What prehistoric genius first discovered how to transform milk into delicious cheese? We may never find out, but we now know that humans were purposefully making cheese as early as 7,500 years ago. The finding is in the journal Nature. [Mélanie Salque et al., Earliest evidence for cheese making in the sixth millennium B.C. in northern Europe]
To make cheese, you first force milk to coagulate into curds. Then you strain off the liquid, called whey.
Modern cheese strainers bear a strong resemblance to the remains of 34 clay vessels recovered from Polish archaeological sites. But researchers did not know if the vessels might have also have served other purposes. The new study analyzed the residues on these unglazed pottery shards and found the remains of milk fat. Which proves that these containers were part of the cheese-making process more than 7,000 years ago.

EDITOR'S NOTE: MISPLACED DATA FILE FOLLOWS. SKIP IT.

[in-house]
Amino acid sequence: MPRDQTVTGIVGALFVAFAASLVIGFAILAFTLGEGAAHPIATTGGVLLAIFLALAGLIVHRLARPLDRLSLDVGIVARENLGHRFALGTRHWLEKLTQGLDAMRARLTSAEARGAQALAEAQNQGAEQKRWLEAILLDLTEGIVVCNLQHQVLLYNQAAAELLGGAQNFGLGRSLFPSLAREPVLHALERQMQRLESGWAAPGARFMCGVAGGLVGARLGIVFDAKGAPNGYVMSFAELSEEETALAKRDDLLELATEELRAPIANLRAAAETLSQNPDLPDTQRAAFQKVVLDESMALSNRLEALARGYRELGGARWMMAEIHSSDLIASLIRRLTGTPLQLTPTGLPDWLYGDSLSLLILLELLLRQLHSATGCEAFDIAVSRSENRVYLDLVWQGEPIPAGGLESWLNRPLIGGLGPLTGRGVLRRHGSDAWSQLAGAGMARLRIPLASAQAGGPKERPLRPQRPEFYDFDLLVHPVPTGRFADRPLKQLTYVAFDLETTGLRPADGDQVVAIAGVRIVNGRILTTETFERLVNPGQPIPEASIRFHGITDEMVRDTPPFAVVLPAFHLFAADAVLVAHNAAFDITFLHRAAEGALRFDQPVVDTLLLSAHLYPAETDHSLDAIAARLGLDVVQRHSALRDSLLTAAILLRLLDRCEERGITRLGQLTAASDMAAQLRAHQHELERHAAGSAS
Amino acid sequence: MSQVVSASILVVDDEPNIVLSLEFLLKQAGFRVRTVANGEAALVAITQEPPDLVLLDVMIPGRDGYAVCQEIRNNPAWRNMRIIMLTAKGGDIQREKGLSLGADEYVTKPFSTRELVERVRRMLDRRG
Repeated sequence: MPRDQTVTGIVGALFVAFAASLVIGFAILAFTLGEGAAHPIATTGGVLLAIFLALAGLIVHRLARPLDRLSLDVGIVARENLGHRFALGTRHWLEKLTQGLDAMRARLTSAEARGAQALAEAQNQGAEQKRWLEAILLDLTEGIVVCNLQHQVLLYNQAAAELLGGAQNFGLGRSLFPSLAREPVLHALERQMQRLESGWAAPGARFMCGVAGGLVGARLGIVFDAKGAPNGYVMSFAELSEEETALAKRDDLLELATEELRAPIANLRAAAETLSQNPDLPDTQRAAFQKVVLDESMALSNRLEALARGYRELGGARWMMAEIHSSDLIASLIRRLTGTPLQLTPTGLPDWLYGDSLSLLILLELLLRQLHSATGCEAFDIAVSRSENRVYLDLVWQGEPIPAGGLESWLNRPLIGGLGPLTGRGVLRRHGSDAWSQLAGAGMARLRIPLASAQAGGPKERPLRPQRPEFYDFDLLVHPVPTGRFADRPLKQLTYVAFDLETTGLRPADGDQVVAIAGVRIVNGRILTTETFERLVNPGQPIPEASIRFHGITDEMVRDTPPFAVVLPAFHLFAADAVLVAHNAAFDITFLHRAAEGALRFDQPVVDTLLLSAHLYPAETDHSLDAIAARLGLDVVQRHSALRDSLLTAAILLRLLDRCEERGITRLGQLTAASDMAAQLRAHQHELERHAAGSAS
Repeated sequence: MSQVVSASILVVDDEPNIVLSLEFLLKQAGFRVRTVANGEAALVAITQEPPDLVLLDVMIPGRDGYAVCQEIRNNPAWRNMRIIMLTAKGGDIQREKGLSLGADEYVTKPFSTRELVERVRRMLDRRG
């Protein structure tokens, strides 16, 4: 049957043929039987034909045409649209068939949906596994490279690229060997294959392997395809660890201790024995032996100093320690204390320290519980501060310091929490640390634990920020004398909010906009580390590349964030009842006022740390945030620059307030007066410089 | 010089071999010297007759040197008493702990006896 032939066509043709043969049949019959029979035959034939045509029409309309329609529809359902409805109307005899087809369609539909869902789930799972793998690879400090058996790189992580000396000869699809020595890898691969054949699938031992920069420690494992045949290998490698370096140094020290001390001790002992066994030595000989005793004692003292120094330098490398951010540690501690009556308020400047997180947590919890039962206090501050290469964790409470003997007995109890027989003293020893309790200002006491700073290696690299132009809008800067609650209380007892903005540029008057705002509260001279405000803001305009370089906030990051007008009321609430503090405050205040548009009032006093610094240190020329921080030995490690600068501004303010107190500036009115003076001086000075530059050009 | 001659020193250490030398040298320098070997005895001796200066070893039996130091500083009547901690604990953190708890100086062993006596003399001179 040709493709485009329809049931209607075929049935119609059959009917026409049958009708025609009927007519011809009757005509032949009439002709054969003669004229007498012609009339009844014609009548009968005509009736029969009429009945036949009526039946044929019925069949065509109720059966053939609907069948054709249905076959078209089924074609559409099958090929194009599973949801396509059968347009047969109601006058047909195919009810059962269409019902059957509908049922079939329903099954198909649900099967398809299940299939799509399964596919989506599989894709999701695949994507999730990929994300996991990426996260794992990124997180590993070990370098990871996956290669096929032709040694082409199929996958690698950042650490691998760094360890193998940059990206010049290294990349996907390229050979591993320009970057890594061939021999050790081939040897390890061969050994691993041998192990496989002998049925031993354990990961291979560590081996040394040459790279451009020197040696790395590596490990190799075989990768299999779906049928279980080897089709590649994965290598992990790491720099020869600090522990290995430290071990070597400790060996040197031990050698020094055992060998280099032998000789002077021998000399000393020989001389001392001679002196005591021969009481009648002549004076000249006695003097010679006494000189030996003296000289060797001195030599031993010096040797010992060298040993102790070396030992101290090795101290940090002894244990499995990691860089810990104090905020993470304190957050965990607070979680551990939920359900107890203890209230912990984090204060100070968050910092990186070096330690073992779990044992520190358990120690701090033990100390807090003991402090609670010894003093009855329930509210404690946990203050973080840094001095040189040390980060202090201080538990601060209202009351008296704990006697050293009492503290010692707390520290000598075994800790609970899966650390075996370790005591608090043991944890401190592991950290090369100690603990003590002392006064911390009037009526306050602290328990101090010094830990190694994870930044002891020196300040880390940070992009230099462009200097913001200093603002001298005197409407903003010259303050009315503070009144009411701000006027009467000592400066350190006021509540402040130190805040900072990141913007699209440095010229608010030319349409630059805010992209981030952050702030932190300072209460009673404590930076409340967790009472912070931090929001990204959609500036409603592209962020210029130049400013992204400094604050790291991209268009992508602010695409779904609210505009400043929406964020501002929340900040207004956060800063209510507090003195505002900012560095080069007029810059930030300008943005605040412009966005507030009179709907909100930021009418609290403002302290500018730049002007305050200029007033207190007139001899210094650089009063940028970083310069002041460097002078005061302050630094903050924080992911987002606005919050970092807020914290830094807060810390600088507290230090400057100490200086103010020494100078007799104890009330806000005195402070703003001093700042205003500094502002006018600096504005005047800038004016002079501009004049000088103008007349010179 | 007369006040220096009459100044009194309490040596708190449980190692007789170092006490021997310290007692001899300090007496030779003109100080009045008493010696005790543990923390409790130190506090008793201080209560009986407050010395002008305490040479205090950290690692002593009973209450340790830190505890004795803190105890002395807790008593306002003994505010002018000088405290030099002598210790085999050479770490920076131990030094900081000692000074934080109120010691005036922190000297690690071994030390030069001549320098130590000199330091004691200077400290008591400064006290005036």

Cheese was more than a tasty treat. These prehistoric humans were likely lactose intolerant, and had trouble digesting unprocessed milk. By straining out the lactose-rich whey and transforming the milk solids into cheese, dairy farmers gained nutrition from cows without slaughtering their food source. And finally discovered what to put on crackers.
[The above text is a transcript of this podcast.]